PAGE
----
Shortfall next year unlikely, but east coast gas users remain under pressure: ACCC

The Australian Competition and Consumer Commission released its seventh Gas Inquiry report on Thursday morning, finding that a supply shortfall on the east coast market next year is unlikely, but supply remains tight.

The ACCC expects that more gas will be produced next year, and less of it used for power generation, and that a shortfall in 2020 is less likely than this year.

“The supply-demand balance in the southern states remains tight, and there is uncertainty about how much gas will actually be used for gas power generation and how much of the gas produced in the south, particularly the Cooper Basin, will flow to Queensland,” said ACCC chair Rod Sims in a statement.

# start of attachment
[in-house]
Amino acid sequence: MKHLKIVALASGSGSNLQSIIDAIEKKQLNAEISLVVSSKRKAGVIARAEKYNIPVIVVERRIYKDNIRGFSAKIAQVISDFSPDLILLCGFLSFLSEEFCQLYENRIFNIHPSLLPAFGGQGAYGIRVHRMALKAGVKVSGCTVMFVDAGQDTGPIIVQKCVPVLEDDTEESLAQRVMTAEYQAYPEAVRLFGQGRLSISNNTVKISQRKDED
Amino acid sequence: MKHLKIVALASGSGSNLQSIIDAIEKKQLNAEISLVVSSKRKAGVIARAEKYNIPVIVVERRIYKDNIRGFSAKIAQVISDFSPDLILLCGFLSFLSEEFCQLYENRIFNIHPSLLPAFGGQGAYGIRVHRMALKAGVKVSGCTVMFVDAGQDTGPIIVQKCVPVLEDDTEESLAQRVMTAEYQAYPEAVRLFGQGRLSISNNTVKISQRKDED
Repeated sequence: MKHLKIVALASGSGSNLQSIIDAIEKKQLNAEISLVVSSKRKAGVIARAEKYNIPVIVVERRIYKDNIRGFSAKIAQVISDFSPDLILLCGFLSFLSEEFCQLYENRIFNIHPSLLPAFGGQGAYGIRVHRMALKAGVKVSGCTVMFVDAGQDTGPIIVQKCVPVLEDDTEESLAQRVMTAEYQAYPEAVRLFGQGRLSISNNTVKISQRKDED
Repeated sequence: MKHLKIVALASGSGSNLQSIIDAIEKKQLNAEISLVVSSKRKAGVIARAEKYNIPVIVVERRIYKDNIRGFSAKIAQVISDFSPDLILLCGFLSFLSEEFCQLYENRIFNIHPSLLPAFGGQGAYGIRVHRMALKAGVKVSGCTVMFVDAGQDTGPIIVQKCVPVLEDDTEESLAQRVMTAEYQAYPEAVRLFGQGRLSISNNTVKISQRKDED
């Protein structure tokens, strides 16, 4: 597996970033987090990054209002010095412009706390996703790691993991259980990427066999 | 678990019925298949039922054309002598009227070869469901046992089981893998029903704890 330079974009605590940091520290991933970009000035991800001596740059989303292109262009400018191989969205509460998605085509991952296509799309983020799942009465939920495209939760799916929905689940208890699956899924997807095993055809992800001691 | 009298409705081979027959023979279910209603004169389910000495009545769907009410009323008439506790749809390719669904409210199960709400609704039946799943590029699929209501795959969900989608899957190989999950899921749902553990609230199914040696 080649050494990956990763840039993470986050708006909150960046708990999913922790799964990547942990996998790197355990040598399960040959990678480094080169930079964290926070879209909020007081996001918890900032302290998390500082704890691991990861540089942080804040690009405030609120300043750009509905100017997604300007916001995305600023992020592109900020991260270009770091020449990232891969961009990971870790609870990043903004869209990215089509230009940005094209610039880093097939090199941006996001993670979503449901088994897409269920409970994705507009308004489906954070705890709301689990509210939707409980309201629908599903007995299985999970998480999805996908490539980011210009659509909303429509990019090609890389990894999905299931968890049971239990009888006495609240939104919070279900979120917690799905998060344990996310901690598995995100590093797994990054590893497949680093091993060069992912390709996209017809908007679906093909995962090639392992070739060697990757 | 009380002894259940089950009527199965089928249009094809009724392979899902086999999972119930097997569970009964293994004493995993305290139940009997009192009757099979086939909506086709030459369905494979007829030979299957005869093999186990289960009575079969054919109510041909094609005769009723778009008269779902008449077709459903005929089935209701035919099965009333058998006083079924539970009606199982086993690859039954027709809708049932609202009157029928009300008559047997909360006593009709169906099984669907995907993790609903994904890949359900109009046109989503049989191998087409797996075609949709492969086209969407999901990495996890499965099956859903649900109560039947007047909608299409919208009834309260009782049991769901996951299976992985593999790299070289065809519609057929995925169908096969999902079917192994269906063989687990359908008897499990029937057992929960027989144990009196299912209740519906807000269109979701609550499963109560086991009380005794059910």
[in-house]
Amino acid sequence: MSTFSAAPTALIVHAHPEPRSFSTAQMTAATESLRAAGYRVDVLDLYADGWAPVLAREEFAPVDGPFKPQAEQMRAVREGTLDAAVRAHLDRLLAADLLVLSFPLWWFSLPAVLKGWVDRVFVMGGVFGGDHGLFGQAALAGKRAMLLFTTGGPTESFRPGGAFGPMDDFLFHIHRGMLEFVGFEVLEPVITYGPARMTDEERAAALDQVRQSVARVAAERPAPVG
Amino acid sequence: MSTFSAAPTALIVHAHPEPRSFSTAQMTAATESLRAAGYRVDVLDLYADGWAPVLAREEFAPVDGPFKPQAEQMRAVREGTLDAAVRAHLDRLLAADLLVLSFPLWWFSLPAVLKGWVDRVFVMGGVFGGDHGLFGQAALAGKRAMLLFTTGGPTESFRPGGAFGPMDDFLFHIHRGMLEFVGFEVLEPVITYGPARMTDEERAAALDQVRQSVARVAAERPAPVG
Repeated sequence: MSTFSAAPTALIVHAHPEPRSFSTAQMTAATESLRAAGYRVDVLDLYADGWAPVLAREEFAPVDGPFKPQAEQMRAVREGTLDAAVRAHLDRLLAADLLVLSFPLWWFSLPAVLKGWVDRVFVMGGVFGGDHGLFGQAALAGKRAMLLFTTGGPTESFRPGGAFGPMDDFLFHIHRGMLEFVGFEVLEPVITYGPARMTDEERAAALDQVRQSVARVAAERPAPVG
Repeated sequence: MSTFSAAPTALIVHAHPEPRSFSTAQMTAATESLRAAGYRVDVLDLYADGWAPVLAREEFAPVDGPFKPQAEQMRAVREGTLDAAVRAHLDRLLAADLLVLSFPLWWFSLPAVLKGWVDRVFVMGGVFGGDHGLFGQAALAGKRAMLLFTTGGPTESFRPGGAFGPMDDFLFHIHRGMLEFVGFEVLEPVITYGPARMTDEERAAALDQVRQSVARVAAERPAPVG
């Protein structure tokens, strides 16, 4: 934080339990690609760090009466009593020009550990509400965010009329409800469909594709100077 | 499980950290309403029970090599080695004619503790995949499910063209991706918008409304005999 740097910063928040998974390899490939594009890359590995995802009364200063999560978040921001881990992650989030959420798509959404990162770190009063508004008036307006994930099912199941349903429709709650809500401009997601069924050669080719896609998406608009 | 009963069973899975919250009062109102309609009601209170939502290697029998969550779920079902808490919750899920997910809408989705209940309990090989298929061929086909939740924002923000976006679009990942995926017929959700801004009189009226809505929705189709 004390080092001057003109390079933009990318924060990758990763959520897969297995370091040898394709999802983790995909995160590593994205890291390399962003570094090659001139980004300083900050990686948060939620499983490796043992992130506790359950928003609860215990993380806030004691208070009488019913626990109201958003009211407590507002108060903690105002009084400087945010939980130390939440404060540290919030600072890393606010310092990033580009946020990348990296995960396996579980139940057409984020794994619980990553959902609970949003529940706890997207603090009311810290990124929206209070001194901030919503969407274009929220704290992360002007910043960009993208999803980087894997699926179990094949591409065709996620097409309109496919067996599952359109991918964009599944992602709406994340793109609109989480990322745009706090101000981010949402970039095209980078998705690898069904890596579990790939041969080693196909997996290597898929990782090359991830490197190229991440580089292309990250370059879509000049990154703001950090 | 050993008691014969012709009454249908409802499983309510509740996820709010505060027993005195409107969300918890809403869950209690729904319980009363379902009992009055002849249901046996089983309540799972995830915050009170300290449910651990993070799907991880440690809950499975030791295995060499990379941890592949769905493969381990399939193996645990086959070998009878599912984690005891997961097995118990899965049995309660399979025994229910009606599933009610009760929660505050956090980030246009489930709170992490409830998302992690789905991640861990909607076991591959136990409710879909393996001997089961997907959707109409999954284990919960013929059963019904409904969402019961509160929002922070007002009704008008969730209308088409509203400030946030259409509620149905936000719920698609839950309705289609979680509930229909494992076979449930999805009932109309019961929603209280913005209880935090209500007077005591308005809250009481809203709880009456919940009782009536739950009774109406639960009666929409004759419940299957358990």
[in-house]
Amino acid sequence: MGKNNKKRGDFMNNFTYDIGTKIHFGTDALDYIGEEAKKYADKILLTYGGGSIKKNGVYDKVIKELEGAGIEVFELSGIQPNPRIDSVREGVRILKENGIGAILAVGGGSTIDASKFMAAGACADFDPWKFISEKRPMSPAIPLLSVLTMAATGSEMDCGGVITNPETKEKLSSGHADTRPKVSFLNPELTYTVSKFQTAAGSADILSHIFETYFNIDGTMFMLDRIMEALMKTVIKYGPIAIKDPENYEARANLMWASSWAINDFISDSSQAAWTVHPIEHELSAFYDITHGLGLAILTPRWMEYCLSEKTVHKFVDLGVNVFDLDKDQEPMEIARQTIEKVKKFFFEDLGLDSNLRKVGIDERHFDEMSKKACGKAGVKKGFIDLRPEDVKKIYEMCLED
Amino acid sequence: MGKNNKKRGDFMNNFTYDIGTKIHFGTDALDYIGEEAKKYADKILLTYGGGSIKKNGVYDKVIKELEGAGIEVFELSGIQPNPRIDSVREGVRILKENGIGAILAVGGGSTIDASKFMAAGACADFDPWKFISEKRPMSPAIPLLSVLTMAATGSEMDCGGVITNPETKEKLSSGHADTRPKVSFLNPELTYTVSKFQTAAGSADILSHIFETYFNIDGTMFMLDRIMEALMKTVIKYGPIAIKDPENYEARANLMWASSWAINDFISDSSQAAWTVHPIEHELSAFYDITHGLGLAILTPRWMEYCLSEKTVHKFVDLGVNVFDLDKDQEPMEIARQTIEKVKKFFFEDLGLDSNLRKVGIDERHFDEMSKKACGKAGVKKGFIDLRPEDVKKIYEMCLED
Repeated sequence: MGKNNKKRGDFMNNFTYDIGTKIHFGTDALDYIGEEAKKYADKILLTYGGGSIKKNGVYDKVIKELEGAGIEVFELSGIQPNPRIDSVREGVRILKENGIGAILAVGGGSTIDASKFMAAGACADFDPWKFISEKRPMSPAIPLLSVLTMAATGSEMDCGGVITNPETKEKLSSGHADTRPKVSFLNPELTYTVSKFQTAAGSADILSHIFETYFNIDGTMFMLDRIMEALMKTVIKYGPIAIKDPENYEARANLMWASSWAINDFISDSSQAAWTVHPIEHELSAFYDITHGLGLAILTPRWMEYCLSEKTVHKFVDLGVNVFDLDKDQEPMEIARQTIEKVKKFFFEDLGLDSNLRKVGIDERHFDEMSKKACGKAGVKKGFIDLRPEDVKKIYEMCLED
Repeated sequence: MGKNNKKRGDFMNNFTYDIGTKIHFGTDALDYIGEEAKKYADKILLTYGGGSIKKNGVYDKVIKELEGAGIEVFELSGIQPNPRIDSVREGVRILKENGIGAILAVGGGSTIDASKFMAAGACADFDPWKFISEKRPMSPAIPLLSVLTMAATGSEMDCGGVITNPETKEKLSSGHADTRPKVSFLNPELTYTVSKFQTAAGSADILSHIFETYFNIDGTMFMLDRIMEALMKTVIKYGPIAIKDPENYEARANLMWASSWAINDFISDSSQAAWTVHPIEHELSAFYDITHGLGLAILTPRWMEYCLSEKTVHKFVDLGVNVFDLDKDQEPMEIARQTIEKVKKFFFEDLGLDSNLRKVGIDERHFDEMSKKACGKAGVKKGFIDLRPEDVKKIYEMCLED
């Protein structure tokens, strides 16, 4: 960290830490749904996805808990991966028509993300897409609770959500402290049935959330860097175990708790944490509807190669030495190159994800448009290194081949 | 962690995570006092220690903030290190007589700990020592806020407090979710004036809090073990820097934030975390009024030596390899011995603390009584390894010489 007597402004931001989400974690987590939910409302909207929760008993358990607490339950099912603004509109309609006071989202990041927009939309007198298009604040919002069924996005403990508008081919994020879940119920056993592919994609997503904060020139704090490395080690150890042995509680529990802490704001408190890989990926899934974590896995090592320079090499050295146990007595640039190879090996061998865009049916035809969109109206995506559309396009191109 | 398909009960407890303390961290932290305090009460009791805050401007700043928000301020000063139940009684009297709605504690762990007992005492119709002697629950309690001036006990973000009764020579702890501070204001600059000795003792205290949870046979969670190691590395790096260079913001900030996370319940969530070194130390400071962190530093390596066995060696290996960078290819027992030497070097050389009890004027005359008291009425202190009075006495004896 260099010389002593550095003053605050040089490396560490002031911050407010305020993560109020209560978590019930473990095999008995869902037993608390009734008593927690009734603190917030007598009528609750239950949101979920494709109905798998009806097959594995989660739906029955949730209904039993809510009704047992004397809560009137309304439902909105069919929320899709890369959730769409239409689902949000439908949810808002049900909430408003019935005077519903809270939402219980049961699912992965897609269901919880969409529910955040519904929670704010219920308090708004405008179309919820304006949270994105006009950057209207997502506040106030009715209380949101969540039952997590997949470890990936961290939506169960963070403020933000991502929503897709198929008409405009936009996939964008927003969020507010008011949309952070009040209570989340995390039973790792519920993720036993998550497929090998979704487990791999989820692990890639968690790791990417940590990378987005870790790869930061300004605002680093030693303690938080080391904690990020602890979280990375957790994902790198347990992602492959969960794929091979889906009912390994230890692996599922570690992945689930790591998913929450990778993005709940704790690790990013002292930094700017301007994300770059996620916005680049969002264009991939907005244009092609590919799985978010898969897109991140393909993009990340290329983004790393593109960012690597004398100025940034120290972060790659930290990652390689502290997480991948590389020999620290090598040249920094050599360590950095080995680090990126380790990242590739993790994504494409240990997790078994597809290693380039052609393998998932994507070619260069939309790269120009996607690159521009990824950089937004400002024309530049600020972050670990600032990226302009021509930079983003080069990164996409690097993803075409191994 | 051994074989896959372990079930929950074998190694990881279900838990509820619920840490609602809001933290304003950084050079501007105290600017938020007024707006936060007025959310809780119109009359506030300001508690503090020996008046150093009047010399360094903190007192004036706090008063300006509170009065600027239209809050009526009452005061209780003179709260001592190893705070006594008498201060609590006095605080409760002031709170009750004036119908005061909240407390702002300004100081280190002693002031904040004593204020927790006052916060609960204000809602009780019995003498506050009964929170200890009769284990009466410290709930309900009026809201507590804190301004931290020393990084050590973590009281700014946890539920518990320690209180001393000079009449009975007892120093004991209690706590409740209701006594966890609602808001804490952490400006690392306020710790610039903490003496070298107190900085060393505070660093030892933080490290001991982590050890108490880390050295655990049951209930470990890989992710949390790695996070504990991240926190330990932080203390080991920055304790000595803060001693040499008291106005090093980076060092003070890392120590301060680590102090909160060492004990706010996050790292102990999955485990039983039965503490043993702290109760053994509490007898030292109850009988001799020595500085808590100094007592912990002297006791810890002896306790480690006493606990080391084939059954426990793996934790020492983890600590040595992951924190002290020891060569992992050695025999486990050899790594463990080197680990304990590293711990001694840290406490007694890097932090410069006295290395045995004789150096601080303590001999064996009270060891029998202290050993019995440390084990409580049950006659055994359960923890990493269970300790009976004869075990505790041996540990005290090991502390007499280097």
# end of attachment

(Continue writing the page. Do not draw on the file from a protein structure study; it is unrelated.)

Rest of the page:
Prices remain high and a challenge for industrial customers, particularly south of Queensland. Some have absorbed costs, but this is not always possible.

“What would most relieve price pressures is developing new low-cost supply in the southern states.”
The statement also notes improved transparency in the market through the publishing of netback LNG prices on the ACCC website since October 2018.
(Netback prices are the “price that could be received for LNG and subtracting or ‘netting back’ the costs incurred by the supplier to convert the gas to LNG and ship it.)

“In Queensland, prices offered by producers for gas supply fell below $10/GJ in early 2019 at the same time that the expected LNG netback prices for 2020 fell,” says the ACCC.

“However, it appears that prices offered in the southern states, particularly by retailers, have not decreased with expected netback prices. In the first quarter of 2019, these mostly remained in the $10-12/GJ range.”
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